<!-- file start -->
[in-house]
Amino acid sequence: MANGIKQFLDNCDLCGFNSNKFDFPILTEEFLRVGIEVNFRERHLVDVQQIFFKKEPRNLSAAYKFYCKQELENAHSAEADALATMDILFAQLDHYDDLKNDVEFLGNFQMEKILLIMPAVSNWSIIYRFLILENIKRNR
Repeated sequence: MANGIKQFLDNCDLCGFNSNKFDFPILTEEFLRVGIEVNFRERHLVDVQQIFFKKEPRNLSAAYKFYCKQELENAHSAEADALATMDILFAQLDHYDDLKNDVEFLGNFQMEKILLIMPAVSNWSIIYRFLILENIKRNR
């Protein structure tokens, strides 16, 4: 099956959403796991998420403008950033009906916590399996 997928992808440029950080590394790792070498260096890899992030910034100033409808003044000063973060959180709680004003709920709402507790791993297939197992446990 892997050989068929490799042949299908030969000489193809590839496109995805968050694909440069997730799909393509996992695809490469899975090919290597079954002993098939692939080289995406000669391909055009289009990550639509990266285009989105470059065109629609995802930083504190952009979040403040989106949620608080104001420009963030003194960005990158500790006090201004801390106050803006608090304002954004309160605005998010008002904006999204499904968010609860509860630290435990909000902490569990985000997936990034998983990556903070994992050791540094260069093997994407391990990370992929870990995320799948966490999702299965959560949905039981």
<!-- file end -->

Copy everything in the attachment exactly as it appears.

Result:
[in-house]
Amino acid sequence: MANGIKQFLDNCDLCGFNSNKFDFPILTEEFLRVGIEVNFRERHLVDVQQIFFKKEPRNLSAAYKFYCKQELENAHSAEADALATMDILFAQLDHYDDLKNDVEFLGNFQMEKILLIMPAVSNWSIIYRFLILENIKRNR
Repeated sequence: MANGIKQFLDNCDLCGFNSNKFDFPILTEEFLRVGIEVNFRERHLVDVQQIFFKKEPRNLSAAYKFYCKQELENAHSAEADALATMDILFAQLDHYDDLKNDVEFLGNFQMEKILLIMPAVSNWSIIYRFLILENIKRNR
């Protein structure tokens, strides 16, 4: 099956959403796991998420403008950033009906916590399996 997928992808440029950080590394790792070498260096890899992030910034100033409808003044000063973060959180709680004003709920709402507790791993297939197992446990 892997050989068929490799042949299908030969000489193809590839496109995805968050694909440069997730799909393509996992695809490469899975090919290597079954002993098939692939080289995406000669391909055009289009990550639509990266285009989105470059065109629609995802930083504190952009979040403040989106949620608080104001420009963030003194960005990158500790006090201004801390106050803006608090304002954004309160605005998010008002904006999204499904968010609860509860630290435990909000902490569990985000997936990034998983990556903070994992050791540094260069093997994407391990990370992929870990995320799948966490999702299965959560949905039981």